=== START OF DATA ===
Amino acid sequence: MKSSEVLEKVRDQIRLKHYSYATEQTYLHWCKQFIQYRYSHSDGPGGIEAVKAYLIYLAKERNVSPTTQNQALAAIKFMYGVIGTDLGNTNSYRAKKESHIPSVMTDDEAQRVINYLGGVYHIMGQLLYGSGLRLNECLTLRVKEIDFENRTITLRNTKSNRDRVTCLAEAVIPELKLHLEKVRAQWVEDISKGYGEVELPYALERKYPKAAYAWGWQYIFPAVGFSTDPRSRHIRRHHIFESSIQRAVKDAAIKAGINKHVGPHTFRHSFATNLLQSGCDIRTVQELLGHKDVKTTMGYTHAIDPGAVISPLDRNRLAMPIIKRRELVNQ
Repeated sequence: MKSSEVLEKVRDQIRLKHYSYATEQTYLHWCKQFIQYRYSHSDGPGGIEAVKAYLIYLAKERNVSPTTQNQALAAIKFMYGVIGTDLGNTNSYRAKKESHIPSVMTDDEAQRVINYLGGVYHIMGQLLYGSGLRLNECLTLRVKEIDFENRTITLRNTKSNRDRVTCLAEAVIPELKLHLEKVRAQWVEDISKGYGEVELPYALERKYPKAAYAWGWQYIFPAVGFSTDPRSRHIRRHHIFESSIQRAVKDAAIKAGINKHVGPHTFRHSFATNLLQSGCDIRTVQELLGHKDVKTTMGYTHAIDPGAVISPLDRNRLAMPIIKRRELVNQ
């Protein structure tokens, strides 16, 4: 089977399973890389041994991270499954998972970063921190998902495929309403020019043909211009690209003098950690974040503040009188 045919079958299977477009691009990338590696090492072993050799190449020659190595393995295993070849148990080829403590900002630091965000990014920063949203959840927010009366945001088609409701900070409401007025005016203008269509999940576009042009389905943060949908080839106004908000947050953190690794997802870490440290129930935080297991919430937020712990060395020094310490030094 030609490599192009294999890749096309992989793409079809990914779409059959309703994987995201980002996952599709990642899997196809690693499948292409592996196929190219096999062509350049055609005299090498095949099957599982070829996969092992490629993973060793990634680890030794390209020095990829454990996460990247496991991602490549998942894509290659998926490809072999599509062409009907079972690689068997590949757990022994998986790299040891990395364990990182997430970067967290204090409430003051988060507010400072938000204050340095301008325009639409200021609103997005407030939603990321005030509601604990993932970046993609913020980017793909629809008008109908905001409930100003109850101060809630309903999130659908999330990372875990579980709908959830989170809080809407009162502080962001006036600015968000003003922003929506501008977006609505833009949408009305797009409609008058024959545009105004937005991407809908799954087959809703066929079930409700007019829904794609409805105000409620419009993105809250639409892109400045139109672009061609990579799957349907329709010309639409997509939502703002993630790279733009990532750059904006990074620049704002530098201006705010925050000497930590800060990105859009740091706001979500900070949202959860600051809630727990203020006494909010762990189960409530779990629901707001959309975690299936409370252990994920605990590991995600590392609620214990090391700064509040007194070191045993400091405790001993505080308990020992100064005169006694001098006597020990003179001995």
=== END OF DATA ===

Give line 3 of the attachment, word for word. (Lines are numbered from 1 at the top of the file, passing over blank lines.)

């Protein structure tokens, strides 16, 4: 089977399973890389041994991270499954998972970063921190998902495929309403020019043909211009690209003098950690974040503040009188 045919079958299977477009691009990338590696090492072993050799190449020659190595393995295993070849148990080829403590900002630091965000990014920063949203959840927010009366945001088609409701900070409401007025005016203008269509999940576009042009389905943060949908080839106004908000947050953190690794997802870490440290129930935080297991919430937020712990060395020094310490030094 030609490599192009294999890749096309992989793409079809990914779409059959309703994987995201980002996952599709990642899997196809690693499948292409592996196929190219096999062509350049055609005299090498095949099957599982070829996969092992490629993973060793990634680890030794390209020095990829454990996460990247496991991602490549998942894509290659998926490809072999599509062409009907079972690689068997590949757990022994998986790299040891990395364990990182997430970067967290204090409430003051988060507010400072938000204050340095301008325009639409200021609103997005407030939603990321005030509601604990993932970046993609913020980017793909629809008008109908905001409930100003109850101060809630309903999130659908999330990372875990579980709908959830989170809080809407009162502080962001006036600015968000003003922003929506501008977006609505833009949408009305797009409609008058024959545009105004937005991407809908799954087959809703066929079930409700007019829904794609409805105000409620419009993105809250639409892109400045139109672009061609990579799957349907329709010309639409997509939502703002993630790279733009990532750059904006990074620049704002530098201006705010925050000497930590800060990105859009740091706001979500900070949202959860600051809630727990203020006494909010762990189960409530779990629901707001959309975690299936409370252990994920605990590991995600590392609620214990090391700064509040007194070191045993400091405790001993505080308990020992100064005169006694001098006597020990003179001995």